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Beatles 50th Blog

The Beatles 50 Years Ago Today: August 4, 1967

George Harrison watches Ravi Shankar at the Hollywood Bowl

On the fourth day of their US trip, George Harrison, his wife Pattie, Neil Aspinall and Alexis "Magic Alex" Mardas went to see Ravi Shankar perform at the Hollywood Bowl in Los Angeles.

 

The Beatles 50 Years Ago Today: August 3, 1967

George Harrison and Ravi Shankar hold a press conference

On the third day of their US trip, George Harrison, Neil Aspinall and Alexis "Magic Alex" Mardas returned to Ravi Shankar's music school in Los Angeles.

Harrison and Shankar held a press conference at the Kinnara School of Music to promote Shankar's Hollywood Bowl concert, which was taking place the following day. Harrison's wife Pattie was not present; her sister Jenny Boyd had flown from San Francisco, and the pair went sightseeing in Los Angeles.

In the evening the Harrisons and Derek Taylor attended a Mamas And The Papas recording session.

The Beatles 50 Years Ago Today: August 2, 1967

George Harrison meets Ravi Shankar in Los Angeles

On the second day of their US trip, George Harrison, his wife Pattie, Neil Aspinall and Alexis "Magic Alex" Mardas paid a visit to Ravi Shankar's music school in Los Angeles.

Shankar had opened an LA branch of the Kinnara School of Music in May 1967. The Harrisons, Aspinall and Mardas watched him teach for a while, and later in the day had a meal with Shankar on Sunset Strip.

The Beatles 50 Years Ago Today: August 1, 1967

George and Pattie Harrison fly to Los Angeles

George and Pattie Harrison, Alexis "Magic Alex" Mardas and Neil Aspinall flew from London to Los Angeles on this day.

We went to America in August, a couple of months after the Monterey Pop Festival. My sister-in-law at the time, Jenny Boyd (who was Jennifer Juniper in the Donovan song), had been living in San Francisco, and she'd decided she was going to come back to live in England. We all went for a day out to see her; Derek and Neil, the not-so-magic Alex, and myself and Pattie. (George Harrison, Anthology)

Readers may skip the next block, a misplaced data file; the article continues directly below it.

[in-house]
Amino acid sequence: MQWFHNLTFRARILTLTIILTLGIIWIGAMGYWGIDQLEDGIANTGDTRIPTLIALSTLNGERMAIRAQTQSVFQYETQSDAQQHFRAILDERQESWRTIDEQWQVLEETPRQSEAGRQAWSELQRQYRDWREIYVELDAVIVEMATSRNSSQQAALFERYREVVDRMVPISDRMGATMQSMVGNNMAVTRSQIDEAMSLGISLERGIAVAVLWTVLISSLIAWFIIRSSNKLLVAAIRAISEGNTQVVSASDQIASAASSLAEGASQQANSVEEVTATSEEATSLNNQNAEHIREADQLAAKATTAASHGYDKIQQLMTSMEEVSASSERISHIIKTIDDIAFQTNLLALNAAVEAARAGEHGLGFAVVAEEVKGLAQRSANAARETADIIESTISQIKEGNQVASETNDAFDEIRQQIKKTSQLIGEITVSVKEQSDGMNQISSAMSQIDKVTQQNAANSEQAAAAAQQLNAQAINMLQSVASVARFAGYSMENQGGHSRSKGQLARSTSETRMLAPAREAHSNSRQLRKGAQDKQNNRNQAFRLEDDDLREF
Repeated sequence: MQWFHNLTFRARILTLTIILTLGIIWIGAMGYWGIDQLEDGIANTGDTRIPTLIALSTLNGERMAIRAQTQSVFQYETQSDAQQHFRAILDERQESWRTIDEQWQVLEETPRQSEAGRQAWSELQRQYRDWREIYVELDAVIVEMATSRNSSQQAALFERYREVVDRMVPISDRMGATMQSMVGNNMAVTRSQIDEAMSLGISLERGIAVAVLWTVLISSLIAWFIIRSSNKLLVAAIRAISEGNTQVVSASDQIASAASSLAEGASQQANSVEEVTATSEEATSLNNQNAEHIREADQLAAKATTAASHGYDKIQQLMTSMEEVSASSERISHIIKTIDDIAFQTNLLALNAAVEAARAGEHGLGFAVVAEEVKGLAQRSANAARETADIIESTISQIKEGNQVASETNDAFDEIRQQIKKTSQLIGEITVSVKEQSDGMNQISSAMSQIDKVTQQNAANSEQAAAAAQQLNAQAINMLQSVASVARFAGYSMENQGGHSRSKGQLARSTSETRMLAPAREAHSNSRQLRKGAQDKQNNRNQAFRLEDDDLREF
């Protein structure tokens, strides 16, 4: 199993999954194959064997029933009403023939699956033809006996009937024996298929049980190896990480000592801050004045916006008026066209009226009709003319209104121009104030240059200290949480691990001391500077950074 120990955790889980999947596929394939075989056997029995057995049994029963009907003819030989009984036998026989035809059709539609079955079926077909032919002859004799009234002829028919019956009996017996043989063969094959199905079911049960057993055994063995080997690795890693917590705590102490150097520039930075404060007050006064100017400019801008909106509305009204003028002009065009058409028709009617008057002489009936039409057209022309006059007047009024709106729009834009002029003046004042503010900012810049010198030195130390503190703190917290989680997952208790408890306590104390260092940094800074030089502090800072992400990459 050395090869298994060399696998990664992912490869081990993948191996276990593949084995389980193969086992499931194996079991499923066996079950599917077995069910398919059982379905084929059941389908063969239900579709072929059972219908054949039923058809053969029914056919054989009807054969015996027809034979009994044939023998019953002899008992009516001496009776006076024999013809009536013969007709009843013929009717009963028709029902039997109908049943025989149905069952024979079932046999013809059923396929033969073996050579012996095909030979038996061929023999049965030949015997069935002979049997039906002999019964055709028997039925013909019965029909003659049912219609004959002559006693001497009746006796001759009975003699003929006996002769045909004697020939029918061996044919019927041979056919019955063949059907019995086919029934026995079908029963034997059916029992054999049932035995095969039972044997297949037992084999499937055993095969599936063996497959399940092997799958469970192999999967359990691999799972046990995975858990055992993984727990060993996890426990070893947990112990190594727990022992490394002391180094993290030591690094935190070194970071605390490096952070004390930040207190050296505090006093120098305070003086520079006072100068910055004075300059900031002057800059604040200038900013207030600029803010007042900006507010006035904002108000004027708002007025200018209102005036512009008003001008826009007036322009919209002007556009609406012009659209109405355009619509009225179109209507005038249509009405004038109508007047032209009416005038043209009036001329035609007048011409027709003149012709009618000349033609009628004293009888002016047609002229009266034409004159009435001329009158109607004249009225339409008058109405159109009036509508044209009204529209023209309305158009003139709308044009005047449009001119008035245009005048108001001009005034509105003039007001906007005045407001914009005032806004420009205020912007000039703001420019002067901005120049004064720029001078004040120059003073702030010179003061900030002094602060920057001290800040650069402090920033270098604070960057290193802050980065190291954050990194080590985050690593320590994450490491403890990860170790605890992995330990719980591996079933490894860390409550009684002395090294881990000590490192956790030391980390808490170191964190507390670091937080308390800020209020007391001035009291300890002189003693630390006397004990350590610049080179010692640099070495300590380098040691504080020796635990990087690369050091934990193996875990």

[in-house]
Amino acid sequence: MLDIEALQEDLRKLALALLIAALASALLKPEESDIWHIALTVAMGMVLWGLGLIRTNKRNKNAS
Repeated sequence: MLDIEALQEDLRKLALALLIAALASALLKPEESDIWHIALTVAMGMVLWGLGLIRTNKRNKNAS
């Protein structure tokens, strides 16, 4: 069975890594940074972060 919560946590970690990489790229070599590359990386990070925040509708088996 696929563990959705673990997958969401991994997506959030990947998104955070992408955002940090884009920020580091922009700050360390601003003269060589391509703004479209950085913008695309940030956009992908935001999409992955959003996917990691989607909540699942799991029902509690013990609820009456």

The Harrisons flew as Mr and Mrs Weiss, names taken from Nat Weiss, the New York director of Nemperor Artists, one of Brian Epstein's co-owned companies.

They stayed in a rented house on Blue Jay Way in Beverly Hills which belonged to the manager of Peggy Lee. George Harrison called Derek Taylor, who was living in the US, giving him directions to the house. However, Taylor got lost in the fog and, while waiting, Harrison wrote the song Blue Jay Way.

Derek Taylor got held up. He rang to say he'd be late. I told him on the phone that the house was in Blue Jay Way. And he said he could find it OK... he could always ask a cop. So I waited and waited. I felt really knackered with the flight, but I didn't want to go to sleep until he came. There was a fog and it got later and later. To keep myself awake, just as a joke to pass the time while I waited, I wrote a song about waiting for him in Blue Jay Way. There was a little Hammond organ in the corner of this house which I hadn't noticed until then... so I messed around on it and the song came. (George Harrison)

Their stay in the house was arranged by Brian Epstein, who called The Beatles' attorney Robert Fitzpatrick to enquire whether a house could be leased. Fitzpatrick persuaded the owner of the house, another entertainment attorney named Ludwig Gerber, to lend Harrison his LA residence.